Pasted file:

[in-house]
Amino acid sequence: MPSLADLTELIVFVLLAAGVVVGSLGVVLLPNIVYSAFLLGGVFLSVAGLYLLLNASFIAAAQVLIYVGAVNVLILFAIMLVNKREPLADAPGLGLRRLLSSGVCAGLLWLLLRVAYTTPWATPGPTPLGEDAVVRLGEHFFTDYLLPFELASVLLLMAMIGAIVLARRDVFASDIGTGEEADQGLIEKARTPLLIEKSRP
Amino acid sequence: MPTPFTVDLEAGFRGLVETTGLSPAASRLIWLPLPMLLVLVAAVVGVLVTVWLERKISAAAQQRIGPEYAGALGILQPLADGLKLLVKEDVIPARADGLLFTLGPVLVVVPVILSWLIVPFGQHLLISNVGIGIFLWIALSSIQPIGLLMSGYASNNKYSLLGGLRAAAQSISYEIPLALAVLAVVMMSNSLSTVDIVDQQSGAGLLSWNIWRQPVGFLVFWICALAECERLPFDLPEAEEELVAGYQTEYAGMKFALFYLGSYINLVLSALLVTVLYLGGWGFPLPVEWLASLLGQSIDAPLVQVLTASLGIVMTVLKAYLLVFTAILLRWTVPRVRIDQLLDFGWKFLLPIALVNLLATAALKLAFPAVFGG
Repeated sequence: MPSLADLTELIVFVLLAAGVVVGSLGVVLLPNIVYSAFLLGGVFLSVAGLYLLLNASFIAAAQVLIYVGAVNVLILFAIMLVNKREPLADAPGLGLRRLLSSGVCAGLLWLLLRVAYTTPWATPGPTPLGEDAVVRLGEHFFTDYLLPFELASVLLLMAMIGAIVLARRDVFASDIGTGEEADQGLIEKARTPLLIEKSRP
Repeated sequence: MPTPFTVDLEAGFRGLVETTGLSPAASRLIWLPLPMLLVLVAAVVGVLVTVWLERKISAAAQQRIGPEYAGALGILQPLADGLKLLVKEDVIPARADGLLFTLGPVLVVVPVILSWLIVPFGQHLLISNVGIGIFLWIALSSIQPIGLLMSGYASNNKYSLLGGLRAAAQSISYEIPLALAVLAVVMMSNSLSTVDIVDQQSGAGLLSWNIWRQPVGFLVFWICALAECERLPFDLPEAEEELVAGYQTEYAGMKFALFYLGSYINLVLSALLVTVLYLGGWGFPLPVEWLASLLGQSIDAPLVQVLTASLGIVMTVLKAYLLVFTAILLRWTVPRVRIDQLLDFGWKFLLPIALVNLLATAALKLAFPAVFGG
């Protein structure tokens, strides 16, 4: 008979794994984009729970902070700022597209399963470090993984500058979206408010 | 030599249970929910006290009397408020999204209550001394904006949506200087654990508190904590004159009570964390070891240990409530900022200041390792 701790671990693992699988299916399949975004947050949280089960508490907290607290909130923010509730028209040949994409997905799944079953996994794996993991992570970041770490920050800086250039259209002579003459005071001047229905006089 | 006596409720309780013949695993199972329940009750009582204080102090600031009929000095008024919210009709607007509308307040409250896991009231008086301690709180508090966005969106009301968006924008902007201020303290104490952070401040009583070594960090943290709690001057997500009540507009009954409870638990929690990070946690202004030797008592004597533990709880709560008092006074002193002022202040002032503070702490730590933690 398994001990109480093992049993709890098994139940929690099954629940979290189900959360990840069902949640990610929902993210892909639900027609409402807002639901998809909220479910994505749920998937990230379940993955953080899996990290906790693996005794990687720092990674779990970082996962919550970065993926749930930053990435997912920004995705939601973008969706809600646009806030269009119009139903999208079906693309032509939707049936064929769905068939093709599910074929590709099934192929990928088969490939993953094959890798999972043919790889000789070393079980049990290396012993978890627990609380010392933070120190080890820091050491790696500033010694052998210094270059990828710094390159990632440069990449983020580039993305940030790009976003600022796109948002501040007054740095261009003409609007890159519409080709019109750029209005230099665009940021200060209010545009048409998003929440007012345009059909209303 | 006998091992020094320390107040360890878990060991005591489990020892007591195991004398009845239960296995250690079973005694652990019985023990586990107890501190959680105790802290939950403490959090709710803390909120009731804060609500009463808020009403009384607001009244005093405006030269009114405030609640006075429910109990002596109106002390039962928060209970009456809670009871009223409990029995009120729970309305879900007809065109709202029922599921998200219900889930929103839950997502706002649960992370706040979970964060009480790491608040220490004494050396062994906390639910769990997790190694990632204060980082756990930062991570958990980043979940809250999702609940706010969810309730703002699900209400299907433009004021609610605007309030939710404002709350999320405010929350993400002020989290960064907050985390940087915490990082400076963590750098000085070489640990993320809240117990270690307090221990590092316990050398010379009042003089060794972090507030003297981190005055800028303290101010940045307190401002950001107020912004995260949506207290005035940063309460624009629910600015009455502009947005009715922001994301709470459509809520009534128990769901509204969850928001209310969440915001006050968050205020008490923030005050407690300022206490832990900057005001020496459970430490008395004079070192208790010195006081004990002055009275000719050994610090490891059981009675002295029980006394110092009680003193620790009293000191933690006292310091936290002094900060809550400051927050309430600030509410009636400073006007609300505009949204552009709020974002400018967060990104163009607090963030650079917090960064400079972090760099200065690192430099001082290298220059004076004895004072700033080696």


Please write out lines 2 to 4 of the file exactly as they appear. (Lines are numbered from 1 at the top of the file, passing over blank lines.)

Amino acid sequence: MPSLADLTELIVFVLLAAGVVVGSLGVVLLPNIVYSAFLLGGVFLSVAGLYLLLNASFIAAAQVLIYVGAVNVLILFAIMLVNKREPLADAPGLGLRRLLSSGVCAGLLWLLLRVAYTTPWATPGPTPLGEDAVVRLGEHFFTDYLLPFELASVLLLMAMIGAIVLARRDVFASDIGTGEEADQGLIEKARTPLLIEKSRP
Amino acid sequence: MPTPFTVDLEAGFRGLVETTGLSPAASRLIWLPLPMLLVLVAAVVGVLVTVWLERKISAAAQQRIGPEYAGALGILQPLADGLKLLVKEDVIPARADGLLFTLGPVLVVVPVILSWLIVPFGQHLLISNVGIGIFLWIALSSIQPIGLLMSGYASNNKYSLLGGLRAAAQSISYEIPLALAVLAVVMMSNSLSTVDIVDQQSGAGLLSWNIWRQPVGFLVFWICALAECERLPFDLPEAEEELVAGYQTEYAGMKFALFYLGSYINLVLSALLVTVLYLGGWGFPLPVEWLASLLGQSIDAPLVQVLTASLGIVMTVLKAYLLVFTAILLRWTVPRVRIDQLLDFGWKFLLPIALVNLLATAALKLAFPAVFGG
Repeated sequence: MPSLADLTELIVFVLLAAGVVVGSLGVVLLPNIVYSAFLLGGVFLSVAGLYLLLNASFIAAAQVLIYVGAVNVLILFAIMLVNKREPLADAPGLGLRRLLSSGVCAGLLWLLLRVAYTTPWATPGPTPLGEDAVVRLGEHFFTDYLLPFELASVLLLMAMIGAIVLARRDVFASDIGTGEEADQGLIEKARTPLLIEKSRP